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Good day,

I have a Kenwood TS-480HT with a Wolfriver coil and a stainless steel whip in my car.

I find that on 40 meters I can get the SWR at around 1.4 (using an MFJ 269) at 7.1000 MHz. But the SWR goes high (2.5 to 3.0) very quickly if I go closer to 7.0000 and even higher if I go closer to 7.2000 (past 6.0).

This also happens on 80 meters.

Is there a way I can increase the SWR bandwidth?

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A low SWR bandwidth is a consequence of shortening the antenna for mobile use. SWR bandwidth is related to the antenna system's Q factor, the ratio of energy stored to energy dissipated per cycle. A higher Q means less SWR bandwidth.

Decreasing Q will increase SWR bandwidth. That can be done by decreasing the energy stored, or increasing the energy dissipated.

A smaller loading coil will decrease energy stored, but will require a longer whip.

Distributing more current over a longer length of the antenna will increase the energy dissipated by radiation. This can be done by moving the loading coil up, thus leaving a longer section of antenna below the loading coil with high current. Or a capacitive hat at the top of the antenna increases current overall. But in either case there's some cost to be paid: higher wind loading, a longer whip, or a bigger loading coil with associated loss.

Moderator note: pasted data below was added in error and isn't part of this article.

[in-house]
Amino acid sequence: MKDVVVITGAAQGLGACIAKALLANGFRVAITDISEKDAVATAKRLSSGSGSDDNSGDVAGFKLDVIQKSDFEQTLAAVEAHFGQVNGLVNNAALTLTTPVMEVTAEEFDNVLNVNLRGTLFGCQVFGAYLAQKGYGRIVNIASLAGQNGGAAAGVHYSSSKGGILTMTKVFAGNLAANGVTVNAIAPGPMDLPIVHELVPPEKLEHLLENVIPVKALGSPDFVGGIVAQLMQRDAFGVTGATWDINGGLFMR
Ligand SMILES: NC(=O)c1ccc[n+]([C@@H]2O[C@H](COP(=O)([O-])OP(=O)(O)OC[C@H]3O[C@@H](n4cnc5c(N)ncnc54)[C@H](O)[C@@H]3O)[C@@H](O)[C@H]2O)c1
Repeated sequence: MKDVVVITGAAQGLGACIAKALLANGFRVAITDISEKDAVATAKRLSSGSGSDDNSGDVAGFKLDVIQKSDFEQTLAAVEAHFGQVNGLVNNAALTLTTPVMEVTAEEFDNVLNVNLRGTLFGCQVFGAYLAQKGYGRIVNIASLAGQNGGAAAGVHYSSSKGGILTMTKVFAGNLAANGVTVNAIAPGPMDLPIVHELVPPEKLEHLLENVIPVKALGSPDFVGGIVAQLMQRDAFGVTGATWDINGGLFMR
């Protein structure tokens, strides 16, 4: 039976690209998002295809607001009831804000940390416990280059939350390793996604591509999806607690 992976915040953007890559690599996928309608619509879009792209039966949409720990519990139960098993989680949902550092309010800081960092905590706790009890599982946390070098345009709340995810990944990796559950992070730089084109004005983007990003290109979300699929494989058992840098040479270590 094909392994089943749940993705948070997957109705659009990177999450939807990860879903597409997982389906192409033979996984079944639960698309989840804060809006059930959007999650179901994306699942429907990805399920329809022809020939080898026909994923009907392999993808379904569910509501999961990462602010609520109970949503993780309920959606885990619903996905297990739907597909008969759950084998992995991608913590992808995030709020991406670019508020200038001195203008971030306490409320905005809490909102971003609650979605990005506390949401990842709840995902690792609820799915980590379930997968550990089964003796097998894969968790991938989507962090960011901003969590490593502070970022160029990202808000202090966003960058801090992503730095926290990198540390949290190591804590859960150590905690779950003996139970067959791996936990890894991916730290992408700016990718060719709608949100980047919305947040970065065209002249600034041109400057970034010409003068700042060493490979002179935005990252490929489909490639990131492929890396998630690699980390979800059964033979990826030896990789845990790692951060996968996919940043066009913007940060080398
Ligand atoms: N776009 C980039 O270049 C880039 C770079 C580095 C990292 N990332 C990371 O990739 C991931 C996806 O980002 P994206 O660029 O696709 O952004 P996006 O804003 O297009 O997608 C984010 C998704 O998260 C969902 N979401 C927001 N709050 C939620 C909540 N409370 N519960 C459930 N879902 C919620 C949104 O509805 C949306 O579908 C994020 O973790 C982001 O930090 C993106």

Of course energy dissipated can also be increased by increasing losses, but that's not really desirable. So if it makes you feel better, a low SWR bandwidth suggests a good, efficient antenna!

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    $\begingroup$ "Screwdriver"-style antennas, which use a remotely-controlled motor to tune the loading coil, should be mentioned for the sake of completeness. The adjustable loading coil doesn't increase the SWR bandwidth, but does make the antenna usable over a wider frequency range. $\endgroup$ – rclocher3 Jul 15 at 15:54
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Capacitive hats (spokes, discs, or loops) on the tops of vertical antennas are reported to increase SWR bandwidth, as well as increasing radiation resistance (the loading inductance or antenna length may need to be (re)adjusted for resonance). Downside is an increase in wind loading.

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